Khaunte calls for SIT investigation into land grabbing cases | Goa News


Panaji: Tourism Minister Rohan Khaunte has demanded that a Special Investigation Team (SIT) be formed to book and investigate all cases of land grabbing in the state.
“Where there is direct connivance of the department in the felling of the hills, then allegations (are made) against the MP that he is involved in the felling of the hills,” Khaunte said. “I heard this allegation during muster time. I asked the Chief Minister to form an SIT and that all cases of land grabbing be accounted for. »
The MP for Porvorim said “enough is enough” and that it is necessary to form the SIT because of “the way people are involved in deforestation, illegal taking of land, transfer of illegal properties after the death of the owner”.
The Minister of Tourism indicated that he would immediately propose a note to constitute the SIT. Khaunte said there were more than two cartels operating in the state. “I will reveal the names (to the CM) of the people who operate the cartels involving land grabbing,” Khaunte said.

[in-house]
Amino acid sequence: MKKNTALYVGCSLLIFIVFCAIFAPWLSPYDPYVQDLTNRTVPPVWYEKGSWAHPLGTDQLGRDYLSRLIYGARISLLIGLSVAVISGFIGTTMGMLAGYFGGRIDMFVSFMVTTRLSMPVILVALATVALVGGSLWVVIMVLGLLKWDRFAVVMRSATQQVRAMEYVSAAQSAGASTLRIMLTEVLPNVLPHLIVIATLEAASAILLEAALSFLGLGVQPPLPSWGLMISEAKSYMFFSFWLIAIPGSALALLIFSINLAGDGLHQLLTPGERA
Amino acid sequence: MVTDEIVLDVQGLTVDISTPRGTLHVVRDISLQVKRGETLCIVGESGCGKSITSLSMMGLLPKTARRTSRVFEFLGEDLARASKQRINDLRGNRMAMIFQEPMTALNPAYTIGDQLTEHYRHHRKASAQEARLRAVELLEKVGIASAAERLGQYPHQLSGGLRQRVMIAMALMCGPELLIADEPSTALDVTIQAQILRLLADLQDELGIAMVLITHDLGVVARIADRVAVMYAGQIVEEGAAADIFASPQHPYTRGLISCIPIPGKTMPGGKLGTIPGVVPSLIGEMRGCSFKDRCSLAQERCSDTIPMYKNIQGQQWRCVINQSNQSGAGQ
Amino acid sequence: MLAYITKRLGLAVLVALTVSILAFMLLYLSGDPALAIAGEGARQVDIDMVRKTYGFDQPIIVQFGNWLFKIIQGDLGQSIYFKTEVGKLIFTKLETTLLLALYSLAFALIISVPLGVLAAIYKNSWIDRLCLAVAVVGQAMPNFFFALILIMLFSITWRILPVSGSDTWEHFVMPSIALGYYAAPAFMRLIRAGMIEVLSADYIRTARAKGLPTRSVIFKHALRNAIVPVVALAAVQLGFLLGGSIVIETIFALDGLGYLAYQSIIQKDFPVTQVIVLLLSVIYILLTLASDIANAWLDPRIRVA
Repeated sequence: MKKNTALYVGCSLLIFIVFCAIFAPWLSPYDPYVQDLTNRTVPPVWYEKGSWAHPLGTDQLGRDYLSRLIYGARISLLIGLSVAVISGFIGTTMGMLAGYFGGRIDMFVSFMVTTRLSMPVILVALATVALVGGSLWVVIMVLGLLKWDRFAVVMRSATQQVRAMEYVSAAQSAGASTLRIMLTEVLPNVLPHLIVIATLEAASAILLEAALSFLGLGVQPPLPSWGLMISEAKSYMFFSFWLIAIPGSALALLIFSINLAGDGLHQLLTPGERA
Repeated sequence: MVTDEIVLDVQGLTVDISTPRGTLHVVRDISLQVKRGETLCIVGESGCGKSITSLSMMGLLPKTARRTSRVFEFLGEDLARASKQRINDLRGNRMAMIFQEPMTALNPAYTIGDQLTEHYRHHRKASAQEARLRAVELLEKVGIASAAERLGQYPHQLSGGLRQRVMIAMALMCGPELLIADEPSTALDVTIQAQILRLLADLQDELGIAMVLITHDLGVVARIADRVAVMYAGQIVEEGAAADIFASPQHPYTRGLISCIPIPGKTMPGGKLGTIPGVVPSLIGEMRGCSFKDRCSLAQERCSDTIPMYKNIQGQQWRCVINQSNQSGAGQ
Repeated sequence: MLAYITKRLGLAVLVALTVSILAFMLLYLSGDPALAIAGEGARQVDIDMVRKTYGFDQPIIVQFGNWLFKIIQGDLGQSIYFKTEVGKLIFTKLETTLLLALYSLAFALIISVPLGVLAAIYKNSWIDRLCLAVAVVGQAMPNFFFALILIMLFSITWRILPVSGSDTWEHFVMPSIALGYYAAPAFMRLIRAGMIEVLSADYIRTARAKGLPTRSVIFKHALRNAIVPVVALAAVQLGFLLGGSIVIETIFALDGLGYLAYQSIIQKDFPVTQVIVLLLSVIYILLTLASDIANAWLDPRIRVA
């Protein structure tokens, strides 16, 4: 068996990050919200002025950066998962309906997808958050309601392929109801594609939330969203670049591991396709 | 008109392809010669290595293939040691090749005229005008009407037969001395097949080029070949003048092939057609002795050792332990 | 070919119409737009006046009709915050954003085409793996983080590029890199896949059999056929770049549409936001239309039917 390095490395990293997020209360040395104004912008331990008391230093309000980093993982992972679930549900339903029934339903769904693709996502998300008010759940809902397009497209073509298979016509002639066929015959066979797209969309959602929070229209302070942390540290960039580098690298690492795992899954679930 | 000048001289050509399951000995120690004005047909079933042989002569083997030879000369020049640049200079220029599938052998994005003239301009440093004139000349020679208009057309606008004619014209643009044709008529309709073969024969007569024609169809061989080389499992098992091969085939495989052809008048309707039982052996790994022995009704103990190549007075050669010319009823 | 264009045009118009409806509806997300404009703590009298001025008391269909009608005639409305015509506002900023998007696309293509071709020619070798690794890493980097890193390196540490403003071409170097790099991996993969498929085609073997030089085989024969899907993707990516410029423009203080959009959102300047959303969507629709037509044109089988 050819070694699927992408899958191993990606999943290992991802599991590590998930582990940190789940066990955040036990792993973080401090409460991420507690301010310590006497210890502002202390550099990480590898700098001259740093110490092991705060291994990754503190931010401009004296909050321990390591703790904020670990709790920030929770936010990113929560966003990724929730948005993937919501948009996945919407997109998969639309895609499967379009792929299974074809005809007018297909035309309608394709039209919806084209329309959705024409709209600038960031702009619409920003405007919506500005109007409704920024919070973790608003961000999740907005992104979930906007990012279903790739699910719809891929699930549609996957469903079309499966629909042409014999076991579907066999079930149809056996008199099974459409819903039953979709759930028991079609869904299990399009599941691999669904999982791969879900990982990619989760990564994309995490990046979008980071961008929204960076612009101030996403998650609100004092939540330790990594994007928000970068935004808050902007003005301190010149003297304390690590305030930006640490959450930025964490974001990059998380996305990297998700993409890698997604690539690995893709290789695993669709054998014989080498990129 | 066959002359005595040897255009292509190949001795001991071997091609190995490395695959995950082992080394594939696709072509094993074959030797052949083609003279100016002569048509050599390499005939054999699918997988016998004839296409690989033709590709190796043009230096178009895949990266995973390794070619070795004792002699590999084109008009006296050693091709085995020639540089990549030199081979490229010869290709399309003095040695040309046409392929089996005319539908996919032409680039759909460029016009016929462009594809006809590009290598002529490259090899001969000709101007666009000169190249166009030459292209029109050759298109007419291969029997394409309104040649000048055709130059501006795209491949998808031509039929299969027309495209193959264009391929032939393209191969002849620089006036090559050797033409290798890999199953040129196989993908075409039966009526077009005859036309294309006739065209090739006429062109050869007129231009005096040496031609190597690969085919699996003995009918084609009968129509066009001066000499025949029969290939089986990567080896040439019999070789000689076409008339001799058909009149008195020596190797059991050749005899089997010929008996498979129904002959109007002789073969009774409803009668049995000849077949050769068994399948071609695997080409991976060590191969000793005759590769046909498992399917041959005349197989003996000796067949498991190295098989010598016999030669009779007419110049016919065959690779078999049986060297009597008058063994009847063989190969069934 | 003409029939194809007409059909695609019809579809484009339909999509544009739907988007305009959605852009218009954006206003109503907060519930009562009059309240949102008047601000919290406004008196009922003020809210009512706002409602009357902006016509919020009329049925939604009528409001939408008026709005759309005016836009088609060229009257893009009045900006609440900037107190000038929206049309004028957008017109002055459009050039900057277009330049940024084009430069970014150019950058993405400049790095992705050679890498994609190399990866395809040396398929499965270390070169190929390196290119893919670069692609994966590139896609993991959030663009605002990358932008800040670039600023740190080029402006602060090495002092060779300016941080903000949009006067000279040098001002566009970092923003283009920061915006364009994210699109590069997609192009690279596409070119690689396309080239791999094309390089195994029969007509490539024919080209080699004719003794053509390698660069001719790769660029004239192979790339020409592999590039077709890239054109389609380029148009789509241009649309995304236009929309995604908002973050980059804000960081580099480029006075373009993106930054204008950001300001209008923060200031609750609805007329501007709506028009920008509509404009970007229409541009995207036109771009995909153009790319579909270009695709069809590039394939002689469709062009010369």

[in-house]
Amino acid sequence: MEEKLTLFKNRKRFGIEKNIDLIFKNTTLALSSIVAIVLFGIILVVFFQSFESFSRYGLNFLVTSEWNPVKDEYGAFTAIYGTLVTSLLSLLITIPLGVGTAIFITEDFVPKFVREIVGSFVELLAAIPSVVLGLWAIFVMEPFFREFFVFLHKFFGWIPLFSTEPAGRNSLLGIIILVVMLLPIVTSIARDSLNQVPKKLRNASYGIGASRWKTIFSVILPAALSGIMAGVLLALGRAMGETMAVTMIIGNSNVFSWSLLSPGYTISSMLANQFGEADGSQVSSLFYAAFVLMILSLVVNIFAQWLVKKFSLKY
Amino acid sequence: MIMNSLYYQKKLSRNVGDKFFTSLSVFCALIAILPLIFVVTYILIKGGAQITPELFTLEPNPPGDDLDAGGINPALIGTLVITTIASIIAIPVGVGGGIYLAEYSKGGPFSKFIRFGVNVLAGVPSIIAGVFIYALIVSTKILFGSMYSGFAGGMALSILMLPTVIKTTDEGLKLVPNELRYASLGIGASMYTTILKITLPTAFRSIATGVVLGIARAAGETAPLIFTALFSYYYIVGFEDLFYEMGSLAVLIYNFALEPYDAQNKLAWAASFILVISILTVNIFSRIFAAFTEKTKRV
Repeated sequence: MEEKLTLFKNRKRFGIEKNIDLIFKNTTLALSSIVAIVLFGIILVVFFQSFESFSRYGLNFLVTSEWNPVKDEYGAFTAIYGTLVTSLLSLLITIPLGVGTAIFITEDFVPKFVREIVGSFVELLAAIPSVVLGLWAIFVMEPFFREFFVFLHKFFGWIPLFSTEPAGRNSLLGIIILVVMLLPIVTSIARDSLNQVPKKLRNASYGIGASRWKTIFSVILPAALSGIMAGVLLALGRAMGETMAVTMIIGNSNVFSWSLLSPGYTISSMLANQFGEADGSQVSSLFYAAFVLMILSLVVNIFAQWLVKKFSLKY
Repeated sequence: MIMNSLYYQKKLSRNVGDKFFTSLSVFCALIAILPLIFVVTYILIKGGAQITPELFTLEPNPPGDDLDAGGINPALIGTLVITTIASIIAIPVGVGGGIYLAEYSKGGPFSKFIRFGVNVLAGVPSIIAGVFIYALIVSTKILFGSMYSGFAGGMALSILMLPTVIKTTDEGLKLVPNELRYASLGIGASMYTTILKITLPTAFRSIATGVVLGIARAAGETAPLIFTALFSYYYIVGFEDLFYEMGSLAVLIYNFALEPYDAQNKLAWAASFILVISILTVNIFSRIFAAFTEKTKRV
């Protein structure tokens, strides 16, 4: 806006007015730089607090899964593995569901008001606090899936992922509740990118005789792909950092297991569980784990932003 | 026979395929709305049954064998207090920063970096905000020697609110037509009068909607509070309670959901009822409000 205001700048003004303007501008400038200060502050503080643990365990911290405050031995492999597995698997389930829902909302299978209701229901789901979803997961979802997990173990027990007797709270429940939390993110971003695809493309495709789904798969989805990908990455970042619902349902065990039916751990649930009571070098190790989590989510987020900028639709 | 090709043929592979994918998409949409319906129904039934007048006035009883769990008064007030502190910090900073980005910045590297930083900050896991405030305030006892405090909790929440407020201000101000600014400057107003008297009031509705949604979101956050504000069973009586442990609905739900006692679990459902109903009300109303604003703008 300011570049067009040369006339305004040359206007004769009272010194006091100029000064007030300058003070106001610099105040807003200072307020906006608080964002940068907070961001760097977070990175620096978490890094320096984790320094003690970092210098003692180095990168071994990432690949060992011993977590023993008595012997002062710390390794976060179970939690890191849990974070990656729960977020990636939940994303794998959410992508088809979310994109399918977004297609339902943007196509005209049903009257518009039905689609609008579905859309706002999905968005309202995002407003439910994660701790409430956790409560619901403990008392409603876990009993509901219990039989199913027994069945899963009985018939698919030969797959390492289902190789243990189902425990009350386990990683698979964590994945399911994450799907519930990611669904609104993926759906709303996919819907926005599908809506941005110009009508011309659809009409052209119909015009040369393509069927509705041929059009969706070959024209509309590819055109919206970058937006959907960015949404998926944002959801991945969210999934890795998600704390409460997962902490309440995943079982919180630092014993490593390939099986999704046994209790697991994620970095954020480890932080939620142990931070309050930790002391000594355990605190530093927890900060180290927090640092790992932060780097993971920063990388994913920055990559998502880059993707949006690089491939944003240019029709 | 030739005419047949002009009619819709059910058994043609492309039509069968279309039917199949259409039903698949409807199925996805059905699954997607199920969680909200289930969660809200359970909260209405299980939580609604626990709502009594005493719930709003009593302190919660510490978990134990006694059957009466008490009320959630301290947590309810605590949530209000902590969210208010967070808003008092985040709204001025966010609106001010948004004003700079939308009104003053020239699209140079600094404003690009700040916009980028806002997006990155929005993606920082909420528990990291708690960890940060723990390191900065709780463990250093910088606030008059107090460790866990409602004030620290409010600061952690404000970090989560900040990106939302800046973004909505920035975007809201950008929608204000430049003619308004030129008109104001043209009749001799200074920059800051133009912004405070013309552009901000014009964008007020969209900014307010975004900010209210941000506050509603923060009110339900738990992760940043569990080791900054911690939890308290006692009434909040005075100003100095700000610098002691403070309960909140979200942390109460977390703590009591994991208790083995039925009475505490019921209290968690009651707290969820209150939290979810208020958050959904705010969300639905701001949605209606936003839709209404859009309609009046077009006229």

He also said the time had come to secure the “right of our people to their property”.
Goa Police data reveals that there are 128 recorded cases of land scams in the state over the past 10 years, and more than half of them – 73 – are in Porvorim and Mapusa in Bard taluka. On average, 10 cases of land scams are reported each year across the state.
A senior police officer said most landlords are unaware that their properties have been sold or property names have changed. He did not rule out the possibility of a syndicate operating in the state seizing land from those who do not live in the state.
“Citizens who have settled abroad and have unguarded properties in Goa are on the radar of this organized syndicate which specializes in ancestral property grabbing,” a senior police officer said.
In most cases, the defendants identify the land and create false title deeds. The property is then sold to a colleague of the accused before finally being sold to a third party. Police said some people were able to halt the transaction when they read notices in local newspapers of people claiming the property.
The officer said that in addition to the criminal complaints, there were also civil lawsuits pending in the courts in fictitious ownership cases.
In many cases, the true owner of the property learns that it is being sold when non-state buyers begin construction on the land or when renovations are initiated.
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